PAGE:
A taste of collegeSara Mack Stephanie Anderson and Cristina Castro

College in the Schools is a program that provides highly motivated high school students the opportunity to take college courses in a high school setting--with the chance to earn college credit, too. Cristina Castro, faculty coordinator assistant, explains the program’s impact on students and how it engages Minnesota’s high schools with the University.

Border technology, alien studiesMichael Lechuga

Growing up in El Paso on the border of Ciudad Juárez, Mexico, Assistant Professor Michael Lechuga of the Department of Communications Studies learned about border control from a young age. Today, his research focuses on the role that technology plays in border security mechanisms and the ways migrants are depicted as “alien” in popular culture.

May 16 - ‘Of Bugs, Entomology, and Global Food Security’

Sonny Ramaswamy will present a public lecture as part of the Department of Entomology’s Celebrate Entomology event. Ramaswamy is president of the Northwest Commission on Colleges and Universities and served for six years as the director of the National Institute of Food and Agriculture. 11 a.m., 335 Borlaug Hall.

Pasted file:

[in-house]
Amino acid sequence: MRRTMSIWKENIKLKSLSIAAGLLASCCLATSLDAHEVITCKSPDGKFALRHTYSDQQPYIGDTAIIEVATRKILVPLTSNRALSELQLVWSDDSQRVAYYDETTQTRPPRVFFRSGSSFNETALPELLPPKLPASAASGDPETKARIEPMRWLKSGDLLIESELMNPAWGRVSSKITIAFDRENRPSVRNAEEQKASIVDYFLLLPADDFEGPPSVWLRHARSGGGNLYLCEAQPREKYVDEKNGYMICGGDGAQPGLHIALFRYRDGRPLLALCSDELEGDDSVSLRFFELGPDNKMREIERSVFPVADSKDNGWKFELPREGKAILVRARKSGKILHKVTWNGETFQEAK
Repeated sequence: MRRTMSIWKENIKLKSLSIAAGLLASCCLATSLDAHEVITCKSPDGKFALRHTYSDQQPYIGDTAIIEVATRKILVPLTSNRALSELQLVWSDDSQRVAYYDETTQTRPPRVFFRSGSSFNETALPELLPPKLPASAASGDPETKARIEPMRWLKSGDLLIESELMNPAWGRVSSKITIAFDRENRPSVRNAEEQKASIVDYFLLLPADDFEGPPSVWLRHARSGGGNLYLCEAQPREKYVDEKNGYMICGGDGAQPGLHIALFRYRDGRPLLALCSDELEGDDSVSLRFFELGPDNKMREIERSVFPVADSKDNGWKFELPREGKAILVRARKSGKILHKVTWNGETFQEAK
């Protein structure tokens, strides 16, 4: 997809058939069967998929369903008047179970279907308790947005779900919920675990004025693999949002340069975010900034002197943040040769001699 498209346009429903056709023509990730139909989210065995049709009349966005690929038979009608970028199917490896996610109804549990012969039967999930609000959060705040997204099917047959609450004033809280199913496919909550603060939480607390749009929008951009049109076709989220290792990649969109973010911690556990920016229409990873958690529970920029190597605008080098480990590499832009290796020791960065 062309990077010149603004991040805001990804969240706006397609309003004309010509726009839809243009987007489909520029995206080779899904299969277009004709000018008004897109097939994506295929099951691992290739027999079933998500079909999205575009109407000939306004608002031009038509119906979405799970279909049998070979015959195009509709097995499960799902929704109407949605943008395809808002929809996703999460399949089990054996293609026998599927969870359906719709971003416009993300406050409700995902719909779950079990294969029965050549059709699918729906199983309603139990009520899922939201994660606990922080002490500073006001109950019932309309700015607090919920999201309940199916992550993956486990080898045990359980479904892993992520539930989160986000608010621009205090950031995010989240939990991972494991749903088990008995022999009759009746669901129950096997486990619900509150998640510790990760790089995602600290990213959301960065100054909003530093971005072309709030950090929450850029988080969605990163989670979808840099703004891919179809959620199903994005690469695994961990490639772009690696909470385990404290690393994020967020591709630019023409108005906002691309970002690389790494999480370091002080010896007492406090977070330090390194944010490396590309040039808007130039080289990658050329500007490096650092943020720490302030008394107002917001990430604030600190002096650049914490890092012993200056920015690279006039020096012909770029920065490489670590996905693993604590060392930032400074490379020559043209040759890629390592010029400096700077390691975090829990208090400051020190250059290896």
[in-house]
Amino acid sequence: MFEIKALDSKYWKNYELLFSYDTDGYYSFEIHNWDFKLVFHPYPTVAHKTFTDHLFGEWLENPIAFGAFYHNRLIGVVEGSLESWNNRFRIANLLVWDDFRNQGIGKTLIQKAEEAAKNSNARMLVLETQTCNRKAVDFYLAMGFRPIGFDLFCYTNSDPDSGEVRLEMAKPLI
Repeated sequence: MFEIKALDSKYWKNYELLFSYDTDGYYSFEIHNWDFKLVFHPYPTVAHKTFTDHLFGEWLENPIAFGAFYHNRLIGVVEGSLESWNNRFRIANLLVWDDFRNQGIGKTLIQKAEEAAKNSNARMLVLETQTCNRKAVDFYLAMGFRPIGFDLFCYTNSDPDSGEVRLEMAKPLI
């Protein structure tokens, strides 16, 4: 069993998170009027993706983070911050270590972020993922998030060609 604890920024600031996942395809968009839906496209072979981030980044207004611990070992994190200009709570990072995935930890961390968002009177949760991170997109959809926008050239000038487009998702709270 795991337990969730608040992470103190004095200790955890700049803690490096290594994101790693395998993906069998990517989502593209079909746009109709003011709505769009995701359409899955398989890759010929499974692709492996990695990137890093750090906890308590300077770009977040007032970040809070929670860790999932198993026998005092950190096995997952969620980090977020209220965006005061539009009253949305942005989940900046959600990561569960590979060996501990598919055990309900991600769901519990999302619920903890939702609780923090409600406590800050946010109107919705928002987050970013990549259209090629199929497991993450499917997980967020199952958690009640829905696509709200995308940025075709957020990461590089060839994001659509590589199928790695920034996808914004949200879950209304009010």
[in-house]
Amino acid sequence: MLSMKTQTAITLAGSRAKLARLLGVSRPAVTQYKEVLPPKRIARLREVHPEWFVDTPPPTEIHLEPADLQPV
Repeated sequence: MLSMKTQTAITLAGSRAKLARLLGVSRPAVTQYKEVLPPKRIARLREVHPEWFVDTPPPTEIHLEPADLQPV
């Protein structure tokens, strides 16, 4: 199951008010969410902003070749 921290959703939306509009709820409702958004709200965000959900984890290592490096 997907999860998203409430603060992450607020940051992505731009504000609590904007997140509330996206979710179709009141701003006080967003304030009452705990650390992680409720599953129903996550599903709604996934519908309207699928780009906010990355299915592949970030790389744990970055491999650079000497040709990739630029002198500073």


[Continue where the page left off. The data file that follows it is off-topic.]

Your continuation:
June 27 - Josie Johnson to discuss memoir

Activist, scholar, and University of Minnesota Regent Emeritus Josie R. Johnson will discuss and sign her new book, Hope in the Struggle: A Memoir. The book is about shouldering the cause of social justice during the darkest hours and brightest moments for civil rights in America--and, specifically, in Minnesota. 5:30 p.m., Urban Research and Outreach-Engagement Center.

UMTC Featured Eventswheelchair basketball movie poster

May 17 - Wheelchair Basketball Demo and Documentary Showing of The Rebound
May 20 - Summer Public Health Institute
May 22- Barriers to Racial Equity in America: A Pathway Forward
May 22 - Reimagining Teaching and Learning in Globally Diverse Classes
May 23 - The 4th International Conference on Taxpayer Rights
May 31 - John Prine

Events Calendar >